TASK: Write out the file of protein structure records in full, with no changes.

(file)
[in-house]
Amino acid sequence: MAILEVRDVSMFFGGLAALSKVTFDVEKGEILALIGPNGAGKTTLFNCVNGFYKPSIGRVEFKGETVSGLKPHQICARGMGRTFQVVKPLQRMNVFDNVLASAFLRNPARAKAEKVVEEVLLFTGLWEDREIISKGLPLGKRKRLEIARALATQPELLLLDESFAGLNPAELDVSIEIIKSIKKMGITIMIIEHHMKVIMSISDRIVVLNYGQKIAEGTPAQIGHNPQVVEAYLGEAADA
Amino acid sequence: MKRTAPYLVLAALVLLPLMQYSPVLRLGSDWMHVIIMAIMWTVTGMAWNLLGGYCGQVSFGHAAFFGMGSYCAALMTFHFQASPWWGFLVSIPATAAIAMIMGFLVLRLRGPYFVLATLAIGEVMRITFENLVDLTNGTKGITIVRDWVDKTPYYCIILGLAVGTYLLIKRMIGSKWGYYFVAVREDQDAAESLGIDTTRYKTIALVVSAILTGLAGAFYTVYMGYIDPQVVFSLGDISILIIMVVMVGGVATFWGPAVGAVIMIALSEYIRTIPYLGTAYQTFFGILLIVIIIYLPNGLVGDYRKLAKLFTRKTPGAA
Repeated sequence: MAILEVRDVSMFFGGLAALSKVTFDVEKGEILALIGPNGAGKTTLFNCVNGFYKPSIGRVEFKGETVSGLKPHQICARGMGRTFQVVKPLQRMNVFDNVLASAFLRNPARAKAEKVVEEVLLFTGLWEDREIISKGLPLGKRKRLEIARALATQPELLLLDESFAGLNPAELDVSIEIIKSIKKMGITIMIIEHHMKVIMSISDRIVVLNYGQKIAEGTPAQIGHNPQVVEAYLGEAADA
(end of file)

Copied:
[in-house]
Amino acid sequence: MAILEVRDVSMFFGGLAALSKVTFDVEKGEILALIGPNGAGKTTLFNCVNGFYKPSIGRVEFKGETVSGLKPHQICARGMGRTFQVVKPLQRMNVFDNVLASAFLRNPARAKAEKVVEEVLLFTGLWEDREIISKGLPLGKRKRLEIARALATQPELLLLDESFAGLNPAELDVSIEIIKSIKKMGITIMIIEHHMKVIMSISDRIVVLNYGQKIAEGTPAQIGHNPQVVEAYLGEAADA
Amino acid sequence: MKRTAPYLVLAALVLLPLMQYSPVLRLGSDWMHVIIMAIMWTVTGMAWNLLGGYCGQVSFGHAAFFGMGSYCAALMTFHFQASPWWGFLVSIPATAAIAMIMGFLVLRLRGPYFVLATLAIGEVMRITFENLVDLTNGTKGITIVRDWVDKTPYYCIILGLAVGTYLLIKRMIGSKWGYYFVAVREDQDAAESLGIDTTRYKTIALVVSAILTGLAGAFYTVYMGYIDPQVVFSLGDISILIIMVVMVGGVATFWGPAVGAVIMIALSEYIRTIPYLGTAYQTFFGILLIVIIIYLPNGLVGDYRKLAKLFTRKTPGAA
Repeated sequence: MAILEVRDVSMFFGGLAALSKVTFDVEKGEILALIGPNGAGKTTLFNCVNGFYKPSIGRVEFKGETVSGLKPHQICARGMGRTFQVVKPLQRMNVFDNVLASAFLRNPARAKAEKVVEEVLLFTGLWEDREIISKGLPLGKRKRLEIARALATQPELLLLDESFAGLNPAELDVSIEIIKSIKKMGITIMIIEHHMKVIMSISDRIVVLNYGQKIAEGTPAQIGHNPQVVEAYLGEAADA